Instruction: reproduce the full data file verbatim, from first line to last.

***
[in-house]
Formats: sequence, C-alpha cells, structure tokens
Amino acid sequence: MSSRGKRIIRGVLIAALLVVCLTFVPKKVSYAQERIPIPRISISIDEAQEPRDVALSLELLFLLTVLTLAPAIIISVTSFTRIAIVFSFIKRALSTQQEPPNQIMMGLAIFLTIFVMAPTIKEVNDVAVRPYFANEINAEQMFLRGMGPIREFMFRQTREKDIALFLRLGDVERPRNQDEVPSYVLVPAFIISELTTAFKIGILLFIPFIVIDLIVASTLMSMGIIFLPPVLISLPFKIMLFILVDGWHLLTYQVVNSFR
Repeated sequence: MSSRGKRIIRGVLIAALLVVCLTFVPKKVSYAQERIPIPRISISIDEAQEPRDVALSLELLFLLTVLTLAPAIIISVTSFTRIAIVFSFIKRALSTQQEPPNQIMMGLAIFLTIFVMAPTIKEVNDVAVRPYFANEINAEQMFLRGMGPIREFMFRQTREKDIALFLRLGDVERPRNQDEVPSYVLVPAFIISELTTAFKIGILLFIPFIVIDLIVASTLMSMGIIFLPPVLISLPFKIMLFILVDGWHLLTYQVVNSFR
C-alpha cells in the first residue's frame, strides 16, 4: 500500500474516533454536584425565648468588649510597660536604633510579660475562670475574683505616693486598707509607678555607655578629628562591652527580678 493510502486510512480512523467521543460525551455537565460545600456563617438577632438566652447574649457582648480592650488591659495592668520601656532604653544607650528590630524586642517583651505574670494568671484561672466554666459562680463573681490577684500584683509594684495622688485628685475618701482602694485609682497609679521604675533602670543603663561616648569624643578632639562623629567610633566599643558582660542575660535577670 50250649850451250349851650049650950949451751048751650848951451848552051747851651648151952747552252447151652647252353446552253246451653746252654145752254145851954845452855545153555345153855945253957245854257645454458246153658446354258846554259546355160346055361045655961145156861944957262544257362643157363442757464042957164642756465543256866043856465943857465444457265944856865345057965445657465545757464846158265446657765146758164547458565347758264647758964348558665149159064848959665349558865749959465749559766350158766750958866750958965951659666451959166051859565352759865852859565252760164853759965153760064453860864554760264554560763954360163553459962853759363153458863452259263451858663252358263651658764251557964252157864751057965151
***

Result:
[in-house]
Formats: sequence, C-alpha cells, structure tokens
Amino acid sequence: MSSRGKRIIRGVLIAALLVVCLTFVPKKVSYAQERIPIPRISISIDEAQEPRDVALSLELLFLLTVLTLAPAIIISVTSFTRIAIVFSFIKRALSTQQEPPNQIMMGLAIFLTIFVMAPTIKEVNDVAVRPYFANEINAEQMFLRGMGPIREFMFRQTREKDIALFLRLGDVERPRNQDEVPSYVLVPAFIISELTTAFKIGILLFIPFIVIDLIVASTLMSMGIIFLPPVLISLPFKIMLFILVDGWHLLTYQVVNSFR
Repeated sequence: MSSRGKRIIRGVLIAALLVVCLTFVPKKVSYAQERIPIPRISISIDEAQEPRDVALSLELLFLLTVLTLAPAIIISVTSFTRIAIVFSFIKRALSTQQEPPNQIMMGLAIFLTIFVMAPTIKEVNDVAVRPYFANEINAEQMFLRGMGPIREFMFRQTREKDIALFLRLGDVERPRNQDEVPSYVLVPAFIISELTTAFKIGILLFIPFIVIDLIVASTLMSMGIIFLPPVLISLPFKIMLFILVDGWHLLTYQVVNSFR
C-alpha cells in the first residue's frame, strides 16, 4: 500500500474516533454536584425565648468588649510597660536604633510579660475562670475574683505616693486598707509607678555607655578629628562591652527580678 493510502486510512480512523467521543460525551455537565460545600456563617438577632438566652447574649457582648480592650488591659495592668520601656532604653544607650528590630524586642517583651505574670494568671484561672466554666459562680463573681490577684500584683509594684495622688485628685475618701482602694485609682497609679521604675533602670543603663561616648569624643578632639562623629567610633566599643558582660542575660535577670 50250649850451250349851650049650950949451751048751650848951451848552051747851651648151952747552252447151652647252353446552253246451653746252654145752254145851954845452855545153555345153855945253957245854257645454458246153658446354258846554259546355160346055361045655961145156861944957262544257362643157363442757464042957164642756465543256866043856465943857465444457265944856865345057965445657465545757464846158265446657765146758164547458565347758264647758964348558665149159064848959665349558865749959465749559766350158766750958866750958965951659666451959166051859565352759865852859565252760164853759965153760064453860864554760264554560763954360163553459962853759363153458863452259263451858663252358263651658764251557964252157864751057965151